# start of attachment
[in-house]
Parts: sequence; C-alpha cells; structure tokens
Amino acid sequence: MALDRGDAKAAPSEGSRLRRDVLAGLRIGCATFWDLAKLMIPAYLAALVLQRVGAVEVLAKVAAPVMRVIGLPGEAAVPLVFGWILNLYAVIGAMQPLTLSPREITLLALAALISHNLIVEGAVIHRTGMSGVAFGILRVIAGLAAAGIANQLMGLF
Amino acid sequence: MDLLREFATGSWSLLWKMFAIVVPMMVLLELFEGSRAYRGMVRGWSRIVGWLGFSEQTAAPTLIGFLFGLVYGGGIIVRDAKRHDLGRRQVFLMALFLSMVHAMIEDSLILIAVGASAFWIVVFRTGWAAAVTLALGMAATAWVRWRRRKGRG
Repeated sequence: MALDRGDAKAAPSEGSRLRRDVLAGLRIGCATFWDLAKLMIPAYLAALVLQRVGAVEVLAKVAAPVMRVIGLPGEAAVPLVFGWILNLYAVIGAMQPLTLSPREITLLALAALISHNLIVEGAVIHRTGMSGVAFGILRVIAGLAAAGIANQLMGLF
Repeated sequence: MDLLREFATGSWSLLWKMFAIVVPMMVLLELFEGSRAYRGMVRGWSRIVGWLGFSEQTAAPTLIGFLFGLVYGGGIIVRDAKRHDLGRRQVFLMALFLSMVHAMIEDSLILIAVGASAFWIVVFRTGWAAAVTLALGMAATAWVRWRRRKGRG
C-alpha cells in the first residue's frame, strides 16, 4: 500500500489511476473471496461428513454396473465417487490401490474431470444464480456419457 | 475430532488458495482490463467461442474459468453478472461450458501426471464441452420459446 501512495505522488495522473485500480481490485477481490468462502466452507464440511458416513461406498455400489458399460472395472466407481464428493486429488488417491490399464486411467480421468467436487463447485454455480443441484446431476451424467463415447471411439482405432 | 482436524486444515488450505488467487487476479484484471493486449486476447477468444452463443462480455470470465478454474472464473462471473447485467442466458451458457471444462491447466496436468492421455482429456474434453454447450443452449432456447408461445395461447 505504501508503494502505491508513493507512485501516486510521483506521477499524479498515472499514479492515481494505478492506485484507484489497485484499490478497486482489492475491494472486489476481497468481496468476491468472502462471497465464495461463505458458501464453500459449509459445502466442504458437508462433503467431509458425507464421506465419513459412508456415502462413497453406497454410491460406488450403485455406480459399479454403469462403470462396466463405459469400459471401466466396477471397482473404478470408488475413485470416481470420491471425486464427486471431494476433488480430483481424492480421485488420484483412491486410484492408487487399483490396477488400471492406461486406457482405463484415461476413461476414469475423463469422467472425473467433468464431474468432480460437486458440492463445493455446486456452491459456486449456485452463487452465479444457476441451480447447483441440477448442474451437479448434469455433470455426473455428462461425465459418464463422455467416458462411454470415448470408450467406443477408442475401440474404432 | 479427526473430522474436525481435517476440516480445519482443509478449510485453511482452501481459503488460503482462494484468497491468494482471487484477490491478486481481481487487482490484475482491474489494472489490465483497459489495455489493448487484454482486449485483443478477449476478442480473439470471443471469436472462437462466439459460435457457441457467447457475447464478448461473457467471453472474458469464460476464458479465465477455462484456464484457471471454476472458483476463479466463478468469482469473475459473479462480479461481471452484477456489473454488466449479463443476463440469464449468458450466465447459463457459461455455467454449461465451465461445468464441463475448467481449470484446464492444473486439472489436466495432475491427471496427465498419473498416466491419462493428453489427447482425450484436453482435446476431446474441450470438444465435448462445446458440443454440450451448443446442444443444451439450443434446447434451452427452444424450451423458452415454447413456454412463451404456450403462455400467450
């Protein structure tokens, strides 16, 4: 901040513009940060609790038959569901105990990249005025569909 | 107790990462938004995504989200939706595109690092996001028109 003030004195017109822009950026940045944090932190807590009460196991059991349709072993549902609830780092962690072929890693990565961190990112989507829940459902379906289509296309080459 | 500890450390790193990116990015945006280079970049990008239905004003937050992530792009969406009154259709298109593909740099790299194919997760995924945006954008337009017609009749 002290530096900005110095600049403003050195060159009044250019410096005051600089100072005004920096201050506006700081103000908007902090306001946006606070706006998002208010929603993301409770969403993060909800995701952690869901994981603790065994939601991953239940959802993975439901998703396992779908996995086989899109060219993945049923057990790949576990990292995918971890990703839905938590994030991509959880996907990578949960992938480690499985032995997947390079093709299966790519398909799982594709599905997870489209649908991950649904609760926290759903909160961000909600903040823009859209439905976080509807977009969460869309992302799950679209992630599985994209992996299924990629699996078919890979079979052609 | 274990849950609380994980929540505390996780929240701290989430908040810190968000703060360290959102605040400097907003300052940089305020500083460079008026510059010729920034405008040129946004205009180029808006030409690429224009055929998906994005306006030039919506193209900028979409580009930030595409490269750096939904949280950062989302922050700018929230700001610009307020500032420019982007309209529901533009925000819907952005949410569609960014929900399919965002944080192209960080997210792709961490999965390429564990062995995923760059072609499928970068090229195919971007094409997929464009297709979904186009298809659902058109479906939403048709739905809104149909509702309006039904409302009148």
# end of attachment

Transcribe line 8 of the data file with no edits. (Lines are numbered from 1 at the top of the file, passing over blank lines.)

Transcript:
């Protein structure tokens, strides 16, 4: 901040513009940060609790038959569901105990990249005025569909 | 107790990462938004995504989200939706595109690092996001028109 003030004195017109822009950026940045944090932190807590009460196991059991349709072993549902609830780092962690072929890693990565961190990112989507829940459902379906289509296309080459 | 500890450390790193990116990015945006280079970049990008239905004003937050992530792009969406009154259709298109593909740099790299194919997760995924945006954008337009017609009749 002290530096900005110095600049403003050195060159009044250019410096005051600089100072005004920096201050506006700081103000908007902090306001946006606070706006998002208010929603993301409770969403993060909800995701952690869901994981603790065994939601991953239940959802993975439901998703396992779908996995086989899109060219993945049923057990790949576990990292995918971890990703839905938590994030991509959880996907990578949960992938480690499985032995997947390079093709299966790519398909799982594709599905997870489209649908991950649904609760926290759903909160961000909600903040823009859209439905976080509807977009969460869309992302799950679209992630599985994209992996299924990629699996078919890979079979052609 | 274990849950609380994980929540505390996780929240701290989430908040810190968000703060360290959102605040400097907003300052940089305020500083460079008026510059010729920034405008040129946004205009180029808006030409690429224009055929998906994005306006030039919506193209900028979409580009930030595409490269750096939904949280950062989302922050700018929230700001610009307020500032420019982007309209529901533009925000819907952005949410569609960014929900399919965002944080192209960080997210792709961490999965390429564990062995995923760059072609499928970068090229195919971007094409997929464009297709979904186009298809659902058109479906939403048709739905809104149909509702309006039904409302009148």